By: Jared Berman, Ruling Sports intern (Twitter: @RealSportsNLaw)
Last month, Senator John McCain introduced the Television Consumer Freedom Act of 2013, which would thwart the NFL’s infamous blackout rule. The blackout rule, which dates back to the 1950’s, stringently requires a game be at least 85% sold out on non-premium seats (i.e. box suites) 72 hours before kickoff; otherwise the game is not televised in the teams’ local market. Last season, the rule effectively blacked out fans for fifteen games, the brunt of which was felt by Tampa Bay Buccaneers’ fans that were denied six games, including their season opener. The NFL justifies the rule, insisting that it promotes ticket sales and the overall stadium experience. However, McCain, like many NFL fans, fails to see the connection.
In fact, McCain’s bill is not the first attempt to reform sports blackouts. On February 13, 2012, five U.S. senators (Blumenthal, Harkin, Stabenow, Brown, and Lautenberg) petitioned the FCC asserting the league’s blackout rules harm the fans. The senators pointed out that the blackout rule makes little sense, in light of our country’s struggling economy weighed against the rising prices of tickets, because for many fans, attending a football game is an “unaffordable luxury.” Surely, it is not difficult to imagine a scenario where a father spends his week working hard to provide for his family, in hopes of watching his favorite NFL team on Sunday with his son–the same football team he used to watch with his father, only to discover the game is blacked out.
In a plea for the fans, McCain’s bill asks for the removal of the blackout rule for any team whose stadium was funded with taxpayer money. “When the venue in which these sporting events take place has been the beneficiary of taxpayer funding, it is unconscionable to deny those taxpayers who paid for it the ability to watch the games on television when they would otherwise be available,” he said, via the Los Angeles Times.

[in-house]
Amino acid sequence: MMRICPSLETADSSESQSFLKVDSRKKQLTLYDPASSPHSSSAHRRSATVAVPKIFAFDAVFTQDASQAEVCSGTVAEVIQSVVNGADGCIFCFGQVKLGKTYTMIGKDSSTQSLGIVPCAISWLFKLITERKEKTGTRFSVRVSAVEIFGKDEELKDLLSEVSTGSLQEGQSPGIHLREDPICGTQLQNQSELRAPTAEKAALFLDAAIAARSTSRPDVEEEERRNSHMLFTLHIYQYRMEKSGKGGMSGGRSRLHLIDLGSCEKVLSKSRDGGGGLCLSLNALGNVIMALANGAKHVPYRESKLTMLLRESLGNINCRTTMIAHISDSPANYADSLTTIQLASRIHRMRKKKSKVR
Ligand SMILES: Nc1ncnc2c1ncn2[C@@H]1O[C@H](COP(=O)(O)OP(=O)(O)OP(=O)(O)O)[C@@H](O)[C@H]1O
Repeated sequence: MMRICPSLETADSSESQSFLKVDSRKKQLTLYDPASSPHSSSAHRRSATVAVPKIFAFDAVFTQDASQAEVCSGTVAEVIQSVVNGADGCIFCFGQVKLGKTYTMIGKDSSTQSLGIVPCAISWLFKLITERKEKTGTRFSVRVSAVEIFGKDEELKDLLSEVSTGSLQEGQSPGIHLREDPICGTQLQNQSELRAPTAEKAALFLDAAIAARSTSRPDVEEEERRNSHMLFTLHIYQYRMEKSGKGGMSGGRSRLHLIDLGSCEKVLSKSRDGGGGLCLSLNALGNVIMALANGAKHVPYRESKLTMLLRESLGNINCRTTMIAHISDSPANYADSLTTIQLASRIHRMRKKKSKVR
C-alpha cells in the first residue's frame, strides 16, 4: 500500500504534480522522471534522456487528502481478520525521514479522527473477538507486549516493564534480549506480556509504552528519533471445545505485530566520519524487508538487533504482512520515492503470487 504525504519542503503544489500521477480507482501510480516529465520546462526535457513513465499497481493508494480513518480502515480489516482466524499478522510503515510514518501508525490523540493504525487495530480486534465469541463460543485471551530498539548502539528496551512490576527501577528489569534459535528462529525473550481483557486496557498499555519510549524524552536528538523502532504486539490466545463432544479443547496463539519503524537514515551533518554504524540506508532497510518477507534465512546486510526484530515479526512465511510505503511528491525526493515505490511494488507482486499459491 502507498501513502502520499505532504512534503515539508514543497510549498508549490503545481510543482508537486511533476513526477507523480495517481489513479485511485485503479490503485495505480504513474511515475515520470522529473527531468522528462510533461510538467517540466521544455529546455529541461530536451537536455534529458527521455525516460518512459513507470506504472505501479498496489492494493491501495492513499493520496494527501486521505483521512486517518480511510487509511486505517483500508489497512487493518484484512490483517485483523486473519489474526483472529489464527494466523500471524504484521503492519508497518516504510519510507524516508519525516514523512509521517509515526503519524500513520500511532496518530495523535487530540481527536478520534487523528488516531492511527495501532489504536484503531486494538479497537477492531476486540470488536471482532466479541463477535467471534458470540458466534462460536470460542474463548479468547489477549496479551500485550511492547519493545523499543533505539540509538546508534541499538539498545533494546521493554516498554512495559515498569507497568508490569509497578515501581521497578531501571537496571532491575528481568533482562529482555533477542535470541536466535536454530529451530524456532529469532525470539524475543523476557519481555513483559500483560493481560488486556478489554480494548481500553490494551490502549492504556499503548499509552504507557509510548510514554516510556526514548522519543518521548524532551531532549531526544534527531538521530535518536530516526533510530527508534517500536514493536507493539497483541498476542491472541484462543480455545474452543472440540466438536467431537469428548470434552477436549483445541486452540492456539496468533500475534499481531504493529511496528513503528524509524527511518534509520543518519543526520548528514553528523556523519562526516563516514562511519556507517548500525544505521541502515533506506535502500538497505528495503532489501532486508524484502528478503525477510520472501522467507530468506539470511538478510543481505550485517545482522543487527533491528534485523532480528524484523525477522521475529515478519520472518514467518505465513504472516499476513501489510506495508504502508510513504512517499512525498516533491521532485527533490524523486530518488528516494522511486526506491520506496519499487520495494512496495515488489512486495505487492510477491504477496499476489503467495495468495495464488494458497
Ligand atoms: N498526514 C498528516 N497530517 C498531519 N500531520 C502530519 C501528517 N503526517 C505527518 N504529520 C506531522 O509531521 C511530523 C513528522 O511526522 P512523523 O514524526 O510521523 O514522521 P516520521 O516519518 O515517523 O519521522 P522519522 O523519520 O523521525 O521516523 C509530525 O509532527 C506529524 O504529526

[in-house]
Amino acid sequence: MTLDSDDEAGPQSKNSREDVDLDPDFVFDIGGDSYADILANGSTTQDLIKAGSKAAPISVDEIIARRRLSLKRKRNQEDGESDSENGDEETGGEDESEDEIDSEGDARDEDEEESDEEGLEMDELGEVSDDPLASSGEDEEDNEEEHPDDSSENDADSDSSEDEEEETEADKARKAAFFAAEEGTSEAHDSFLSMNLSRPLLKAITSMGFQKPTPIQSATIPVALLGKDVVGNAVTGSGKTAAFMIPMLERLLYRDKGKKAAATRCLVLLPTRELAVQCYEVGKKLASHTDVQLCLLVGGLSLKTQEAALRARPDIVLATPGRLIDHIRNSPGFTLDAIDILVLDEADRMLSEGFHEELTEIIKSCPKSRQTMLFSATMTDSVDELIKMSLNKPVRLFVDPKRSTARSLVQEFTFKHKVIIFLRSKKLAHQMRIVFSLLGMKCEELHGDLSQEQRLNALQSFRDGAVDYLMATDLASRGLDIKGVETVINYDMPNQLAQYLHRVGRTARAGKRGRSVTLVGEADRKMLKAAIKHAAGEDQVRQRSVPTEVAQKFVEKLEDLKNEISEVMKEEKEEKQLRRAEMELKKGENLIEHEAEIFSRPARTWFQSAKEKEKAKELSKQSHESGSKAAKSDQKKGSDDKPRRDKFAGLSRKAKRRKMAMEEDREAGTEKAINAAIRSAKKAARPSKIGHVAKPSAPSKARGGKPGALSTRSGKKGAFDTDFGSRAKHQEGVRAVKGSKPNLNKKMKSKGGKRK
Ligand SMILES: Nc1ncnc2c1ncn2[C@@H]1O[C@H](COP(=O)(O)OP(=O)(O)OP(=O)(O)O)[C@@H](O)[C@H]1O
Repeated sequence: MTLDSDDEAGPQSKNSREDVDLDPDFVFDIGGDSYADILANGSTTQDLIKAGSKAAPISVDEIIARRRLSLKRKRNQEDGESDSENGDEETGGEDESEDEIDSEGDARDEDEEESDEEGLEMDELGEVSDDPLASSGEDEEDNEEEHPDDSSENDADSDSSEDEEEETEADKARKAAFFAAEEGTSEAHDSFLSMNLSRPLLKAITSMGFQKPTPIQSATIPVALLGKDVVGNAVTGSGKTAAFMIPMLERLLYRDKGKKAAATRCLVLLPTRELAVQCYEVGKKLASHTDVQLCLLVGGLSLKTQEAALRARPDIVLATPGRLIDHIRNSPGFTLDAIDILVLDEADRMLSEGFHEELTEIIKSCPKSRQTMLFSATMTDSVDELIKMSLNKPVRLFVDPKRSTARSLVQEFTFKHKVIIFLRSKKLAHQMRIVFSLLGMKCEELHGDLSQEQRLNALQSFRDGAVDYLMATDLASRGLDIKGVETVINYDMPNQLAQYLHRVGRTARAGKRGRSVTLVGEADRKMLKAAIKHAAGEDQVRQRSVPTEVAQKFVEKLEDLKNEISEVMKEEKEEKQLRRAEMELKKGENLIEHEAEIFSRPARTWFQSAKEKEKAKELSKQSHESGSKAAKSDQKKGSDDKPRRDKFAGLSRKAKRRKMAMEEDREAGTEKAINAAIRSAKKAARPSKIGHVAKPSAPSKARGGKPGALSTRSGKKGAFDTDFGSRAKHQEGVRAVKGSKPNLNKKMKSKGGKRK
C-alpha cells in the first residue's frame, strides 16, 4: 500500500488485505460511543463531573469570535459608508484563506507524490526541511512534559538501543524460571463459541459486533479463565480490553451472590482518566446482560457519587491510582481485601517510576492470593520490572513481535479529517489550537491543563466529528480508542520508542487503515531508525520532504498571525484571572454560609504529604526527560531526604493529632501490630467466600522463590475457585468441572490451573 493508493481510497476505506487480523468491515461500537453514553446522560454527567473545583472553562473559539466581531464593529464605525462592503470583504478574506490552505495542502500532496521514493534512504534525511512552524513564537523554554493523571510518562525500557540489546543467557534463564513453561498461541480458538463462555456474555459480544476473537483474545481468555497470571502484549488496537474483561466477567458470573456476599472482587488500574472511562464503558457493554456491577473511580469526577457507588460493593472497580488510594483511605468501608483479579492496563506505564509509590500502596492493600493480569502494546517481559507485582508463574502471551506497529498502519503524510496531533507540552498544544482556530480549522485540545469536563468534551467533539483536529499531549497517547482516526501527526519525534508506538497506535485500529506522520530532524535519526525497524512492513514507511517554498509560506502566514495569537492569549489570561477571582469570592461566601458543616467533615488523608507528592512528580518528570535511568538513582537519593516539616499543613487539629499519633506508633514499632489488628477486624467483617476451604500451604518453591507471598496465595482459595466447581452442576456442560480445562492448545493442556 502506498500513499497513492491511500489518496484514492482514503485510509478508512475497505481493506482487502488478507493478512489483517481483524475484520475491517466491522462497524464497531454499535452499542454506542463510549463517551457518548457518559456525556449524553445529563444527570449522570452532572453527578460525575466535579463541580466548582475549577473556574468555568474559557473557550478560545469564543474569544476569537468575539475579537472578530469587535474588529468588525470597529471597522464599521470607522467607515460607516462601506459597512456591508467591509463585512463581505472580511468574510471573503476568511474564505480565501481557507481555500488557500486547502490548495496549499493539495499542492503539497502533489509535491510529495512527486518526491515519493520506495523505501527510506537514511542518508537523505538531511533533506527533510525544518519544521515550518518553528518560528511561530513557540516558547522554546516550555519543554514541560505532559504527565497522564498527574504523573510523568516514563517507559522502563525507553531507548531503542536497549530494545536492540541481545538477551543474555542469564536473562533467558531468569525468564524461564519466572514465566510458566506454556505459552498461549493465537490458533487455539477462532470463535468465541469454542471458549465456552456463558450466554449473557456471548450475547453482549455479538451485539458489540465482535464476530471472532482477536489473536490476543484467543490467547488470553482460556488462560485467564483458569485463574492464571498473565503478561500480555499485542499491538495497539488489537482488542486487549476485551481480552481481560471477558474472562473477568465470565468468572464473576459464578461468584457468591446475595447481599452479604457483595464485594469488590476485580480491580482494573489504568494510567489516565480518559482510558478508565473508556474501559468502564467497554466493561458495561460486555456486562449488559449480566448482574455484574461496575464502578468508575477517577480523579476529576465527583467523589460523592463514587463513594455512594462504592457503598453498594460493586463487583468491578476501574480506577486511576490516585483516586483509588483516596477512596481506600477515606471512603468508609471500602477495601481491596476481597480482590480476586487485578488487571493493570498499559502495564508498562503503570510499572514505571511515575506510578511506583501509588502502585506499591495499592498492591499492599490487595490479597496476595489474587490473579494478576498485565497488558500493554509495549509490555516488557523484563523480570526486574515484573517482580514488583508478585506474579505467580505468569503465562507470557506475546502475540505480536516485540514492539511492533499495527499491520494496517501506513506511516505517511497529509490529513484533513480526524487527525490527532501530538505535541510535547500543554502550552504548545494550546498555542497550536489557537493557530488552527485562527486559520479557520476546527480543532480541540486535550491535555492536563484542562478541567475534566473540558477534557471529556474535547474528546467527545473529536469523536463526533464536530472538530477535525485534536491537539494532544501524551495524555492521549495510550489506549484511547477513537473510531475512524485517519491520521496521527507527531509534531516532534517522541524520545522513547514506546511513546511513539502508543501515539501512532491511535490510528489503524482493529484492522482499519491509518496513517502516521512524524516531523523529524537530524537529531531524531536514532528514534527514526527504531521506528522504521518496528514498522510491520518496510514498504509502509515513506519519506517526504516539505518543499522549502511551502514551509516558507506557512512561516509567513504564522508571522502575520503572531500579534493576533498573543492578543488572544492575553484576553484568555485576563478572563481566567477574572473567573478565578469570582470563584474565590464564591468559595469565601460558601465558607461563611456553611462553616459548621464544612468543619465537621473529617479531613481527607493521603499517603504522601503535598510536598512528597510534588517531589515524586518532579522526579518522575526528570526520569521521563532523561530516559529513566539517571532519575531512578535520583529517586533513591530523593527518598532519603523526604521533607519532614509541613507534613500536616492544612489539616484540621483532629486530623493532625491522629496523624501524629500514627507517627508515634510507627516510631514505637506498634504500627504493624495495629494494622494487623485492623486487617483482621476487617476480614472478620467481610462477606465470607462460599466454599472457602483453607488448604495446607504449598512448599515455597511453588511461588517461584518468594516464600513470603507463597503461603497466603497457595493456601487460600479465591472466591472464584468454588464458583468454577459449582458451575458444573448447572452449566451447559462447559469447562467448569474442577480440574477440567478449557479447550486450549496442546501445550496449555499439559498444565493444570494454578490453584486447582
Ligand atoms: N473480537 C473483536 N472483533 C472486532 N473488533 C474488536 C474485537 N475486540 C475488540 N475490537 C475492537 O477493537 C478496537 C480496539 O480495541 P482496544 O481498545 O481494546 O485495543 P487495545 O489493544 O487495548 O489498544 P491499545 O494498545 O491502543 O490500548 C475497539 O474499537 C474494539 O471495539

McCain’s argument is a compelling one, regardless of ones’ political allegiance because it does not affect privately financed stadiums. However, the bill addresses much more than the NFL blackout rule and therefore, its implementation by the House and Senate may rest on the reception of its core (which will be influenced by NFL lobbyists).
The NFL receives a cut of the profit from each ticket that a team sells for its games. As such, the NFL uses the blackout rule as a tool to promote ticket sales and increase its revenue. Often it works, because the local station that plans on televising that game will buy-out the remaining tickets to ensure the broadcast, and ultimately help its ratings. In addition, it is in the NFL’s best interest to broadcast games with the roar of a sold-out crowd, because it makes for more entertaining television.
On the other hand, it is time that the NFL refocuses its efforts on television contracts and not put such a heavy emphasis on ticket sales. Make no mistake, ticket sales are vital to an NFL team’s economic success, but not at the price of blacking out the game and losing revenue from commercial sponsors. In today’s sports world the fans watching the Buffalo Bills are not limited to the northeast region, but also reside in California, Texas, and even Alaska. Indeed, many fans are only watching as “fantasy fans,” who watch every NFL game to keep track of their fantasy football team’s players’ statistics. These fans will never be influenced by the NFL’s blackout rule, because attending the game is geographically undesirable and arguably, economically impossible.
It will only be a matter of time until McCain’s bill, or one like it, will pass and destroy the blackout rule once and for all. The issue is really gaining momentum and public opinion undoubtedly supports the rule’s destruction. Perhaps this is one time where Republicans and Democrats can come together, since McCain is leading the charge and President Obama notoriously enjoys sports.
 Assael, Shaun. “NFL Fans Blacked Out, Riled up.” ESPN.com. Disney, 18 Sept. 2012.
 United States Senate. (2012, February 12). Letter to FCC for reformation of blackout rule.